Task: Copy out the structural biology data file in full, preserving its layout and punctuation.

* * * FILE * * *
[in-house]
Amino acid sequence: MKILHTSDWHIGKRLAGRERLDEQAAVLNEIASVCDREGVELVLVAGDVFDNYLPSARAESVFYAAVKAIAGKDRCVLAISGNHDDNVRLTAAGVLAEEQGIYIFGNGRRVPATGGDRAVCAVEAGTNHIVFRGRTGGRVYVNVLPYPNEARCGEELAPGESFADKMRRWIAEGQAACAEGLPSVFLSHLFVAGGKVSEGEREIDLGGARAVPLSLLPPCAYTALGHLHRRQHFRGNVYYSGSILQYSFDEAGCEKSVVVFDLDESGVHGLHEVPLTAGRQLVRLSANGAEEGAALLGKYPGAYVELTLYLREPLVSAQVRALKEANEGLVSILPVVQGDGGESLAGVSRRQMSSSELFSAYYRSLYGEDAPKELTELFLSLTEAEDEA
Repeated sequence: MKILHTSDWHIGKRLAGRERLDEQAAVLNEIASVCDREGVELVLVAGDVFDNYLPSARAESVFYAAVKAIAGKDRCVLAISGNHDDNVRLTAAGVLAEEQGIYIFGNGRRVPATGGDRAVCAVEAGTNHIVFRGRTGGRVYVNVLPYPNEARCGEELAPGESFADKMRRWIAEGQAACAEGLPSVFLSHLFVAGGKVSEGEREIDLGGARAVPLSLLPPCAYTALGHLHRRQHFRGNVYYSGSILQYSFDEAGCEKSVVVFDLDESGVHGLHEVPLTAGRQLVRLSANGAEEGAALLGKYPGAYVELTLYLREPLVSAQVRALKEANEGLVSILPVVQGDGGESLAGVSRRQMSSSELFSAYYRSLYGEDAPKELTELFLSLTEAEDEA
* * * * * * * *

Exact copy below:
[in-house]
Amino acid sequence: MKILHTSDWHIGKRLAGRERLDEQAAVLNEIASVCDREGVELVLVAGDVFDNYLPSARAESVFYAAVKAIAGKDRCVLAISGNHDDNVRLTAAGVLAEEQGIYIFGNGRRVPATGGDRAVCAVEAGTNHIVFRGRTGGRVYVNVLPYPNEARCGEELAPGESFADKMRRWIAEGQAACAEGLPSVFLSHLFVAGGKVSEGEREIDLGGARAVPLSLLPPCAYTALGHLHRRQHFRGNVYYSGSILQYSFDEAGCEKSVVVFDLDESGVHGLHEVPLTAGRQLVRLSANGAEEGAALLGKYPGAYVELTLYLREPLVSAQVRALKEANEGLVSILPVVQGDGGESLAGVSRRQMSSSELFSAYYRSLYGEDAPKELTELFLSLTEAEDEA
Repeated sequence: MKILHTSDWHIGKRLAGRERLDEQAAVLNEIASVCDREGVELVLVAGDVFDNYLPSARAESVFYAAVKAIAGKDRCVLAISGNHDDNVRLTAAGVLAEEQGIYIFGNGRRVPATGGDRAVCAVEAGTNHIVFRGRTGGRVYVNVLPYPNEARCGEELAPGESFADKMRRWIAEGQAACAEGLPSVFLSHLFVAGGKVSEGEREIDLGGARAVPLSLLPPCAYTALGHLHRRQHFRGNVYYSGSILQYSFDEAGCEKSVVVFDLDESGVHGLHEVPLTAGRQLVRLSANGAEEGAALLGKYPGAYVELTLYLREPLVSAQVRALKEANEGLVSILPVVQGDGGESLAGVSRRQMSSSELFSAYYRSLYGEDAPKELTELFLSLTEAEDEA